by Tempra Board
The Sea Ranch Soundings • Summer 2021
© copyright 2021, The Sea Ranch Association
reprinted with permission
Friends of Gualala River (FoGR), our area’s grassroots watershed protection non-profit, continues its hard work defending the Gualala River from the threat of floodplain logging. On May 20, FoGR filed a motion for a preliminary injunction to halt logging of Gualala Redwood Timber (GRT) Company’s Dogwood timber harvest plan (THP), which had been stayed while FoGR’s state lawsuit went through the appeal process. Now that the state suit has ended, FoGR’s current federal lawsuit (filed in September 2020 in partnership with the national Center for Biological Diversity) can continue.
The federal suit alleges the Dogwood THP will violate the Endangered Species Act because it will result in the taking of four listed species found in the watershed: Central California Coast coho salmon, Northern California steelhead, California red-legged frogs, and Northern spotted owls. According to FoGR, the Dogwood THP will harm these and a host of other species and their habitat through not only the removal of large redwoods, but through the associated process of logging, including log hauling, roadbuilding, and road maintenance in the Gualala River floodplain. As this article was going to press, FoGR released new data showing that eDNA (Environmental DNA) of coho, steelhead, and the red-legged frog were present in the Gualala River in December 2020. This is important because it proves that three of the four species listed in the lawsuit are present.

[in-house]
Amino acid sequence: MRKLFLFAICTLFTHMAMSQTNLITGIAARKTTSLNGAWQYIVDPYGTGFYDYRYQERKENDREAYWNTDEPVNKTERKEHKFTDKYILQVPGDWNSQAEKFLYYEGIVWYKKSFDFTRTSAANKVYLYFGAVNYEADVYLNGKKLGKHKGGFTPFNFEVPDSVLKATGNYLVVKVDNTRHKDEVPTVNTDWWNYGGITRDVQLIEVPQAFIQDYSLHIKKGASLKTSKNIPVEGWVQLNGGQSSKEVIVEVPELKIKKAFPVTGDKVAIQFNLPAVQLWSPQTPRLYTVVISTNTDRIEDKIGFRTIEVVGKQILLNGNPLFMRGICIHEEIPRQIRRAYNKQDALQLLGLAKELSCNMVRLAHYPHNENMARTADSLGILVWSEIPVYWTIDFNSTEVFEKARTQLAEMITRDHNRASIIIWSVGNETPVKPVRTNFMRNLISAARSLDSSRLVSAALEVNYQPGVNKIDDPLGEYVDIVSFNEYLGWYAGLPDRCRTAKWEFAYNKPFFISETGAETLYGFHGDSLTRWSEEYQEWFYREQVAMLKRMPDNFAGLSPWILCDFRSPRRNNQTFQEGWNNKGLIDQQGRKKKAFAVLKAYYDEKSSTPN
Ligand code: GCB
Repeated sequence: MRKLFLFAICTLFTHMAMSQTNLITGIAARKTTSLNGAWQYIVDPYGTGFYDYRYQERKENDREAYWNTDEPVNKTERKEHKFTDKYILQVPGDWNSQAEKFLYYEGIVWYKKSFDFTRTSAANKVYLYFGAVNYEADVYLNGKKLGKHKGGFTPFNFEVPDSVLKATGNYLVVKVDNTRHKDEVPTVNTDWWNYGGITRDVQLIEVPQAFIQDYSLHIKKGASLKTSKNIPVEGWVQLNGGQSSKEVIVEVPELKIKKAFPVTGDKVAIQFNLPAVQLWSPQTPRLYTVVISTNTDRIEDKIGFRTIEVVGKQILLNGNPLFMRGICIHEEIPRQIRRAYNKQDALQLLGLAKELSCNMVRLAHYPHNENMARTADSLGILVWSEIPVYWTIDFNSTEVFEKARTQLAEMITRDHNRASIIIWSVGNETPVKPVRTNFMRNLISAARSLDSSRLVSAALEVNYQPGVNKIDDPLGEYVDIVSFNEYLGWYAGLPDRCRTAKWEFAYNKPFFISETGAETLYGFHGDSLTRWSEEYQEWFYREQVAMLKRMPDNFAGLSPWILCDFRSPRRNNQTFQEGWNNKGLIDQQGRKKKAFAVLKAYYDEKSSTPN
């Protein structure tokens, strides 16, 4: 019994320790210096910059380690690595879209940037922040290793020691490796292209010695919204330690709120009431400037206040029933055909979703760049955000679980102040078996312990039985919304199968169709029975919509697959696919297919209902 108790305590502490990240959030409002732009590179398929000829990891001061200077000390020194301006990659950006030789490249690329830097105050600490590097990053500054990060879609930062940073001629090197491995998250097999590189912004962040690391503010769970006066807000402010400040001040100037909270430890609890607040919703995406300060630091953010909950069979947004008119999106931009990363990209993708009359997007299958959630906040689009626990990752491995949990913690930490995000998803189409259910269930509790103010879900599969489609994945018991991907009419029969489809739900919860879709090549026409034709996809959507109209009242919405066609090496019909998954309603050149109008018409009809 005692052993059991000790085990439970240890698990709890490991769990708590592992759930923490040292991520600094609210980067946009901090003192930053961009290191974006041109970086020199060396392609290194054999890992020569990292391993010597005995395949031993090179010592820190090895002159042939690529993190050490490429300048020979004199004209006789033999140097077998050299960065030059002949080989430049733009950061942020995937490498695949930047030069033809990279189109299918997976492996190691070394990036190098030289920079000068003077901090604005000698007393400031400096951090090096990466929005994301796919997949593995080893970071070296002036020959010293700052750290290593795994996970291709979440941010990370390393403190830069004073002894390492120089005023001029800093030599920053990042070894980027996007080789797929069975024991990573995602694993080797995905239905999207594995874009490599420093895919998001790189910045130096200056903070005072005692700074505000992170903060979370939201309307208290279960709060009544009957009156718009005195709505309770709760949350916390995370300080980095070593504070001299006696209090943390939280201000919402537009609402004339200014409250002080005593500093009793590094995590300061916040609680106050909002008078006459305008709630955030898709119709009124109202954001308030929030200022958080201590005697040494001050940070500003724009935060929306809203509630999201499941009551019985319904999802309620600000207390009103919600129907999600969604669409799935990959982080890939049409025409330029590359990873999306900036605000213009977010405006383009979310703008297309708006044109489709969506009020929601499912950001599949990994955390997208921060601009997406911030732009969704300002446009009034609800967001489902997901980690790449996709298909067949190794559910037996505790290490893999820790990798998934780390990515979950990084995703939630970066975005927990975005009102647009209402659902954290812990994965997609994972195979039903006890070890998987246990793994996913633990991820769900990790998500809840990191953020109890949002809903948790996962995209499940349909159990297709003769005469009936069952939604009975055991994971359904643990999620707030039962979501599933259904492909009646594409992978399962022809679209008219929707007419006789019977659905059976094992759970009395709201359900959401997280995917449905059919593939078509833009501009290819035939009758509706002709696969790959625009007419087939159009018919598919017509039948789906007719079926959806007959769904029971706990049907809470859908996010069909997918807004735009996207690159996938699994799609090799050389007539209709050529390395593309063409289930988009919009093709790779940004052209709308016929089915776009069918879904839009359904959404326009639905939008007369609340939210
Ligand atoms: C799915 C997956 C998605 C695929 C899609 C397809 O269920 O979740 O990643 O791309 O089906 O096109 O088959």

The Dogwood area begins near the Gualala Point Regional Park Campground, adjacent to the Gualala River, in an area known by locals as the “Magical Forest” because of its beautiful stands of healthy 100+ year-old redwoods, ferns, sorrel, and a host of rare plants. It then stretches up river to Switchville, and extends for miles down the south fork, which flows parallel to The Sea Ranch and the Hot Spot. Since the Dogwood THP was originally approved by California Forestry and Fire Protection (CAL FIRE) (over the objections of hundreds of Mendonoma residents, scientists, and other agencies such as the California Department of Fish & Wildlife and the National Oceanic & Atmospheric Administration (NOAA) Fisheries) in 2015, FoGR has successfully blocked its implementation. The federal lawsuit is in the discovery phase now and is expected to go to trial by the end of this year.